The Headlines: Extinction Rebellion Aussies Have Been Arrested for Nude Protesting

Extinction Rebellion Aussies Arrested For Flashing

The Santos Tour Down Under is the first profesh cycling event of the year, and it’s happening in the city of Adelaide. This event was also protested by the Extinction Rebellion collective. These individuals don’t like that this event is being brought to Australia by Santos, a massive oil and gas producer. 

So, how exactly did the Extinction Rebellion protestors go after the Tour Down Under’s fossil fuels sponsorship? Well, these folks, all between the ages of 58 to 78, decided to expose their breasts and buttocks on the side of the road as the race went by. 

“We are baring our ageing breasts and our wobbly bums in the hope of shocking,” said one of the protestors, Mag Merrilees.

“Polite pleas and submissions have not been enough.”

South Australia Police responded to this protest by arresting some of those who were involved. They are also planning on fining these individuals. 

“About 12.30 pm, Sunday, January 15, police were on patrol at the Tour Down Under when they were alerted to a group of people on Main South Road, near River Road allegedly exposing themselves,” said South Australia Police in a statement. 

“Three women were arrested, a 69-year-old from McLaren Vale, a 70-year-old from Port Willunga, and a 74-year-old from Aldinga, and charged with indecent behaviour. They will be bailed to appear in the Christies Beach Magistrates Court at a later date.”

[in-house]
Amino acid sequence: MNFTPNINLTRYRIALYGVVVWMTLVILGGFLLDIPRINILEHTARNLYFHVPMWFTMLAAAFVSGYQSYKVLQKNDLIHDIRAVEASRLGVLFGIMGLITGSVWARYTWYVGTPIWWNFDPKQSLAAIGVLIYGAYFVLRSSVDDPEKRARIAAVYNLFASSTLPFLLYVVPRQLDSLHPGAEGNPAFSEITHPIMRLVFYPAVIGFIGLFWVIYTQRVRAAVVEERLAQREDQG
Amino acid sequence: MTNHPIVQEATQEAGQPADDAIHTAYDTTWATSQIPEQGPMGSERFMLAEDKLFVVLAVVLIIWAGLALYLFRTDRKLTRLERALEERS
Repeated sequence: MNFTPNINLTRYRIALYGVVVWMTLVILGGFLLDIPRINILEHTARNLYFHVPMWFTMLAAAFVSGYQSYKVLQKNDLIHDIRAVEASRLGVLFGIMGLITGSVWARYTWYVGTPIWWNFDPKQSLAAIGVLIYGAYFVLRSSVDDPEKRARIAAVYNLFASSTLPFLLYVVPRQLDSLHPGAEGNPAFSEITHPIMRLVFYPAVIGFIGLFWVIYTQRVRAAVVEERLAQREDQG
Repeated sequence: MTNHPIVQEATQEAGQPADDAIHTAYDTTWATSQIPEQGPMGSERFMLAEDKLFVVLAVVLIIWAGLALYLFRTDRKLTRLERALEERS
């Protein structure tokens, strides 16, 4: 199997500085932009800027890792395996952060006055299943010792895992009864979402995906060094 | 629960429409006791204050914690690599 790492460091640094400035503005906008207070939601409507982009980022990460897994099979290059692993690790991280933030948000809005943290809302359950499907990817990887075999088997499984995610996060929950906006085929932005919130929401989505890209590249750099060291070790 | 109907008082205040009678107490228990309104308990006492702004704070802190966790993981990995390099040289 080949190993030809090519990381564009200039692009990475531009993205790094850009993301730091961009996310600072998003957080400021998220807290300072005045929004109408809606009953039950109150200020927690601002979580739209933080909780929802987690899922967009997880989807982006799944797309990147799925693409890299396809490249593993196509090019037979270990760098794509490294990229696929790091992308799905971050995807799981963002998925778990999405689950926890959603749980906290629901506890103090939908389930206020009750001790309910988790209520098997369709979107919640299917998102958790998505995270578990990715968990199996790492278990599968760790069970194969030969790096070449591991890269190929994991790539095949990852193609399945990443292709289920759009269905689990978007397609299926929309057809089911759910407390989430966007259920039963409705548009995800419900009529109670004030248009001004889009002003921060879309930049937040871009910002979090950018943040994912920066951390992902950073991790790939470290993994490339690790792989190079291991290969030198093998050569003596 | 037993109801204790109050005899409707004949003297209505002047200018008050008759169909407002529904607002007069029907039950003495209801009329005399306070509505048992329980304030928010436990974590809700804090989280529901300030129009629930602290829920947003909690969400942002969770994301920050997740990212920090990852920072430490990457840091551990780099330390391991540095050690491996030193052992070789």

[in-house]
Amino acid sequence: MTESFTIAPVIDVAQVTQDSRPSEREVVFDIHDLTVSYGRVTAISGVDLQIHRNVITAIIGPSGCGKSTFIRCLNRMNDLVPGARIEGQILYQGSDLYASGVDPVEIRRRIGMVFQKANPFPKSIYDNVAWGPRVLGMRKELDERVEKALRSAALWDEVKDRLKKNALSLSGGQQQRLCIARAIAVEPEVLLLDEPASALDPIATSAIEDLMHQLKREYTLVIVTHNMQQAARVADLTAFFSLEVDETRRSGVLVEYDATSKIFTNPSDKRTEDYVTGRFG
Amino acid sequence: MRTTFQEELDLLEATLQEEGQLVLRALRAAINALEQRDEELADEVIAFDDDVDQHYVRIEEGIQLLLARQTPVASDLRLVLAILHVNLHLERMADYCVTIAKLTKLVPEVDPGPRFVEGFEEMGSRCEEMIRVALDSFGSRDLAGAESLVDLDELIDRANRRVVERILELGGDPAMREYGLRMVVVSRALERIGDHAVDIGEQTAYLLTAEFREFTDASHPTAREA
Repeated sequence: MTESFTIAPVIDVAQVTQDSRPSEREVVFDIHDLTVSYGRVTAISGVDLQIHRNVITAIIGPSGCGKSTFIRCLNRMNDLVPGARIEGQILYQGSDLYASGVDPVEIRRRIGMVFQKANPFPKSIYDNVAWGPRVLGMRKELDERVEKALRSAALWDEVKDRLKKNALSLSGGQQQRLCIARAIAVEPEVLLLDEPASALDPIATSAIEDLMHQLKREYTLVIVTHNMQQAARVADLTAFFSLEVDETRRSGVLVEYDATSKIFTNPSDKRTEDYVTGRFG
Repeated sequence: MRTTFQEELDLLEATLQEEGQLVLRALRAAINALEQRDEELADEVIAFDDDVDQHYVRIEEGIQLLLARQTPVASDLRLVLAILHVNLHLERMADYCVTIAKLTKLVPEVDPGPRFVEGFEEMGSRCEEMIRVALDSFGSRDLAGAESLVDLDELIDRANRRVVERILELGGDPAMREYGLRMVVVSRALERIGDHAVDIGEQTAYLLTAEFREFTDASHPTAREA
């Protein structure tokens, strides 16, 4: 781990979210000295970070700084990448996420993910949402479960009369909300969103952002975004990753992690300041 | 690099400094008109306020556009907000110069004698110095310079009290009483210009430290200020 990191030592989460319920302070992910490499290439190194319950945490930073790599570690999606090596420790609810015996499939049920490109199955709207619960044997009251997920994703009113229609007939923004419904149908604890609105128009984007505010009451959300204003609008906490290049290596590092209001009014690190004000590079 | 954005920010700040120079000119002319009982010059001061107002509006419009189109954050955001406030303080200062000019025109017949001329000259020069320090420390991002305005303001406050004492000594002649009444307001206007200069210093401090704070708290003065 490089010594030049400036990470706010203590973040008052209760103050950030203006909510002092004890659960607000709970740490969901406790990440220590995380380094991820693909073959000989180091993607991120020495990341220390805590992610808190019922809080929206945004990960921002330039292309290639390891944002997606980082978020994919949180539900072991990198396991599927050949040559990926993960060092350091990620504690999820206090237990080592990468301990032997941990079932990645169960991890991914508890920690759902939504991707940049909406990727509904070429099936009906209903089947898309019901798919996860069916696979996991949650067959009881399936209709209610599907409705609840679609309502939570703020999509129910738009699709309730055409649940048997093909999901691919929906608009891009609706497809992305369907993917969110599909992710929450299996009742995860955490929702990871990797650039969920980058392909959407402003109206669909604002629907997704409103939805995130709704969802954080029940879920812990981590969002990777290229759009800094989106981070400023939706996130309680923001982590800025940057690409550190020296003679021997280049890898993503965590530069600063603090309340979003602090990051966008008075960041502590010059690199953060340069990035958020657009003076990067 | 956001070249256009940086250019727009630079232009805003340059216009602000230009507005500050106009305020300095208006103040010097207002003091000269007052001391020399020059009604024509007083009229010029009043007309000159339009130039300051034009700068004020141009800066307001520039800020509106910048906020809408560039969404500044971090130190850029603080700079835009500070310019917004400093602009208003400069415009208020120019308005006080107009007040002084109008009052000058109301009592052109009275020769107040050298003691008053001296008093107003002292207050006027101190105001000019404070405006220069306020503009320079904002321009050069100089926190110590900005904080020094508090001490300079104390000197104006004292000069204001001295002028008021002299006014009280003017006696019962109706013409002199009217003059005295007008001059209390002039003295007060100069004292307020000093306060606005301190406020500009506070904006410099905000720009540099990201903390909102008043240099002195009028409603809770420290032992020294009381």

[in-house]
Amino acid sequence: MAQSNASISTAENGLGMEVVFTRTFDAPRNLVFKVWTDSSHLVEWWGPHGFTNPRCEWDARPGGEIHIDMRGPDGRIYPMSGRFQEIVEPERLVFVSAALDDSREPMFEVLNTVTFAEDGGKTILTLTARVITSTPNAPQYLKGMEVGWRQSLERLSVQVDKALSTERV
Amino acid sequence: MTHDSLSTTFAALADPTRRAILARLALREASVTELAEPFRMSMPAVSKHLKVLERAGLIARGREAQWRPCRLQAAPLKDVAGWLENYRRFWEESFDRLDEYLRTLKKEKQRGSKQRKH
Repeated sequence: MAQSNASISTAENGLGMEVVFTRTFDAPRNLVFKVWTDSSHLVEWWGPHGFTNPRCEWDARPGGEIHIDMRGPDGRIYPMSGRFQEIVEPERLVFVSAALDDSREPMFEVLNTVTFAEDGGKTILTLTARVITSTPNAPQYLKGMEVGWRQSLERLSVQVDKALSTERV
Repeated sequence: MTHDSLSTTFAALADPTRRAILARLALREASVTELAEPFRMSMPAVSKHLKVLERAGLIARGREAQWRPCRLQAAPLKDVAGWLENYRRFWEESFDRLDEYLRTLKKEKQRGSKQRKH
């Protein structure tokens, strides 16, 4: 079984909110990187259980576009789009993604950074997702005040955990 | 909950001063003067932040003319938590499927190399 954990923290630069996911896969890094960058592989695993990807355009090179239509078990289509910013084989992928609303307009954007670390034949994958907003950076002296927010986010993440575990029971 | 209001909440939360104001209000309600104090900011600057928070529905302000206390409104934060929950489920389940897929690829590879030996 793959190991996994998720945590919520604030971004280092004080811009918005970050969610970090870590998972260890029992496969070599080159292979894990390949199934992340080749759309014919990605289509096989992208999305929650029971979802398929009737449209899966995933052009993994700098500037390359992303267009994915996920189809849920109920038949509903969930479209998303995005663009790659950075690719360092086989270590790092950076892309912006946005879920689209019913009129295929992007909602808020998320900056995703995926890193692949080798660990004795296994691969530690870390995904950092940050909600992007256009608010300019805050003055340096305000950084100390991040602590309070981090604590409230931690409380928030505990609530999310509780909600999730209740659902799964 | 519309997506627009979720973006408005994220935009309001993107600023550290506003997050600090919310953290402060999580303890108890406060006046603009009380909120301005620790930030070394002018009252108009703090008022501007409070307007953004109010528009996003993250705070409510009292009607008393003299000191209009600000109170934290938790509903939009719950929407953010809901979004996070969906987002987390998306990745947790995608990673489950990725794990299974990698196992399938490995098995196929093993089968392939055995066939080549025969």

An Australian Was on the Nepalese Plane That Crashed

Tragically, a regional plane in Nepal has crashed. This crash killed at least 68 of the 72 passengers. One of the folks onboard was an Australian. 

The Australian Department of Foreign Affairs and Trade is currently trying to determine whether or not the Aussie survived this flight. We’ll keep you in the loop regarding this situation. 

Related: 2023 Gold Coast Helicopter Crash Victim Wakes Up From Coma

Related: Who’s the Outback Wrangler? And Why Did the Police Want Him?

Endangered Greater Gliders Are Using New Nesting Boxes

In some hopeful news, Victoria’s endangered southern greater gliders are making some newly created nest boxes their homes. This is huge news because around a third of these critters’ habitat was destroyed by the Black Summer bushfires.

“What we didn’t know was whether these boxes worked and whether they have an impact on the glider population,” said Kara Youngentob, a Research Fellow at the ANU Fenner School of Environment and Society.

“Much to our delight, within a few months of them going up, they are already being used by gliders, so we know the individuals themselves like them and use them.”

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